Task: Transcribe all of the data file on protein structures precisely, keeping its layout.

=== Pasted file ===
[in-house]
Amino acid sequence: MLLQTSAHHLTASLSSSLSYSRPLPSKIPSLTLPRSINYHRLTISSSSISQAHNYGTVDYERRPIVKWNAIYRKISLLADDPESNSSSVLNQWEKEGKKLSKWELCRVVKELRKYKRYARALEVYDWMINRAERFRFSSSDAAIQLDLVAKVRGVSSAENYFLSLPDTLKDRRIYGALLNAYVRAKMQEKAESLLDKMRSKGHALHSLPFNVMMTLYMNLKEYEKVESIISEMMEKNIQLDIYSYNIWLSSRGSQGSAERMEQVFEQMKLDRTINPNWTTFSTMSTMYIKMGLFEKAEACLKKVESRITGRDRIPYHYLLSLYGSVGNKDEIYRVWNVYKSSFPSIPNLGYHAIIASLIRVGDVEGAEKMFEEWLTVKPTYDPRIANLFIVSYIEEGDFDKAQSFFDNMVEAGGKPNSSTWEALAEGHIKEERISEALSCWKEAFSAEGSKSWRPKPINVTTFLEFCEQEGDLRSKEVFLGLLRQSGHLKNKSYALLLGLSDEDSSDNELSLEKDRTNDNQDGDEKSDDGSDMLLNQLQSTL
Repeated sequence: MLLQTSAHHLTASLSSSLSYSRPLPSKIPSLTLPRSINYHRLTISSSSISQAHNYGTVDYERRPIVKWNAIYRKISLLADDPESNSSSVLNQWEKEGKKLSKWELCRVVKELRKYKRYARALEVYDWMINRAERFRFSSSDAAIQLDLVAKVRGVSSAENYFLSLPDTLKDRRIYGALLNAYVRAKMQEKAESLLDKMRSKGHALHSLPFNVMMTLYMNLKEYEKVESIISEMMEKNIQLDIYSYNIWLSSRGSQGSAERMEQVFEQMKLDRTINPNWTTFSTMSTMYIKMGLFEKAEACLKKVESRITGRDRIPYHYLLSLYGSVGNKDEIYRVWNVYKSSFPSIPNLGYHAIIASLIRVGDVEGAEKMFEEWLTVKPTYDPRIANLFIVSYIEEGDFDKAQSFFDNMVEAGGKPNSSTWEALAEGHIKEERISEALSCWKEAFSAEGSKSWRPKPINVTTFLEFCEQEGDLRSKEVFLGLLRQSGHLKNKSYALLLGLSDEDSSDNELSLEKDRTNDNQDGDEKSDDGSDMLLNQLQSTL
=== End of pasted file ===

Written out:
[in-house]
Amino acid sequence: MLLQTSAHHLTASLSSSLSYSRPLPSKIPSLTLPRSINYHRLTISSSSISQAHNYGTVDYERRPIVKWNAIYRKISLLADDPESNSSSVLNQWEKEGKKLSKWELCRVVKELRKYKRYARALEVYDWMINRAERFRFSSSDAAIQLDLVAKVRGVSSAENYFLSLPDTLKDRRIYGALLNAYVRAKMQEKAESLLDKMRSKGHALHSLPFNVMMTLYMNLKEYEKVESIISEMMEKNIQLDIYSYNIWLSSRGSQGSAERMEQVFEQMKLDRTINPNWTTFSTMSTMYIKMGLFEKAEACLKKVESRITGRDRIPYHYLLSLYGSVGNKDEIYRVWNVYKSSFPSIPNLGYHAIIASLIRVGDVEGAEKMFEEWLTVKPTYDPRIANLFIVSYIEEGDFDKAQSFFDNMVEAGGKPNSSTWEALAEGHIKEERISEALSCWKEAFSAEGSKSWRPKPINVTTFLEFCEQEGDLRSKEVFLGLLRQSGHLKNKSYALLLGLSDEDSSDNELSLEKDRTNDNQDGDEKSDDGSDMLLNQLQSTL
Repeated sequence: MLLQTSAHHLTASLSSSLSYSRPLPSKIPSLTLPRSINYHRLTISSSSISQAHNYGTVDYERRPIVKWNAIYRKISLLADDPESNSSSVLNQWEKEGKKLSKWELCRVVKELRKYKRYARALEVYDWMINRAERFRFSSSDAAIQLDLVAKVRGVSSAENYFLSLPDTLKDRRIYGALLNAYVRAKMQEKAESLLDKMRSKGHALHSLPFNVMMTLYMNLKEYEKVESIISEMMEKNIQLDIYSYNIWLSSRGSQGSAERMEQVFEQMKLDRTINPNWTTFSTMSTMYIKMGLFEKAEACLKKVESRITGRDRIPYHYLLSLYGSVGNKDEIYRVWNVYKSSFPSIPNLGYHAIIASLIRVGDVEGAEKMFEEWLTVKPTYDPRIANLFIVSYIEEGDFDKAQSFFDNMVEAGGKPNSSTWEALAEGHIKEERISEALSCWKEAFSAEGSKSWRPKPINVTTFLEFCEQEGDLRSKEVFLGLLRQSGHLKNKSYALLLGLSDEDSSDNELSLEKDRTNDNQDGDEKSDDGSDMLLNQLQSTL